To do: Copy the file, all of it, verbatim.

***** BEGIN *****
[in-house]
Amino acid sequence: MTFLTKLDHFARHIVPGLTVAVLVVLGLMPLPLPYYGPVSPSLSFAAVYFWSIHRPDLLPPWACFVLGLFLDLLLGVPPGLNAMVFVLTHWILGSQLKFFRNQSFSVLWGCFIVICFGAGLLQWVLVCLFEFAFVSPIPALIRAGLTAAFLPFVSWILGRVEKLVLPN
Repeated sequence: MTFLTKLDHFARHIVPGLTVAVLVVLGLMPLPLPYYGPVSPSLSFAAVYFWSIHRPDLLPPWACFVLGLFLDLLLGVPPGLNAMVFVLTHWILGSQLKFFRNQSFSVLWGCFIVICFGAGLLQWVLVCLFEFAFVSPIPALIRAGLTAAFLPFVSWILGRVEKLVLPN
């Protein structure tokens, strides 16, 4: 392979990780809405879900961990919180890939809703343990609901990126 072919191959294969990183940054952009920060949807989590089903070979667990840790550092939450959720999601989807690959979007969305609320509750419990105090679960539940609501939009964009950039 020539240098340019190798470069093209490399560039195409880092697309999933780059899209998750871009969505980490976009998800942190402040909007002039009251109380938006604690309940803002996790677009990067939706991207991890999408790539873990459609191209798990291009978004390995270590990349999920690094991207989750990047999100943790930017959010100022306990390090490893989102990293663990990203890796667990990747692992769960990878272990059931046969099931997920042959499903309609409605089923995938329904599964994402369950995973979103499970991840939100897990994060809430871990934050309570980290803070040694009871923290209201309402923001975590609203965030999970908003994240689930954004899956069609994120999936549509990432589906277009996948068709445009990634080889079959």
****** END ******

[in-house]
Amino acid sequence: MTFLTKLDHFARHIVPGLTVAVLVVLGLMPLPLPYYGPVSPSLSFAAVYFWSIHRPDLLPPWACFVLGLFLDLLLGVPPGLNAMVFVLTHWILGSQLKFFRNQSFSVLWGCFIVICFGAGLLQWVLVCLFEFAFVSPIPALIRAGLTAAFLPFVSWILGRVEKLVLPN
Repeated sequence: MTFLTKLDHFARHIVPGLTVAVLVVLGLMPLPLPYYGPVSPSLSFAAVYFWSIHRPDLLPPWACFVLGLFLDLLLGVPPGLNAMVFVLTHWILGSQLKFFRNQSFSVLWGCFIVICFGAGLLQWVLVCLFEFAFVSPIPALIRAGLTAAFLPFVSWILGRVEKLVLPN
């Protein structure tokens, strides 16, 4: 392979990780809405879900961990919180890939809703343990609901990126 072919191959294969990183940054952009920060949807989590089903070979667990840790550092939450959720999601989807690959979007969305609320509750419990105090679960539940609501939009964009950039 020539240098340019190798470069093209490399560039195409880092697309999933780059899209998750871009969505980490976009998800942190402040909007002039009251109380938006604690309940803002996790677009990067939706991207991890999408790539873990459609191209798990291009978004390995270590990349999920690094991207989750990047999100943790930017959010100022306990390090490893989102990293663990990203890796667990990747692992769960990878272990059931046969099931997920042959499903309609409605089923995938329904599964994402369950995973979103499970991840939100897990994060809430871990934050309570980290803070040694009871923290209201309402923001975590609203965030999970908003994240689930954004899956069609994120999936549509990432589906277009996948068709445009990634080889079959």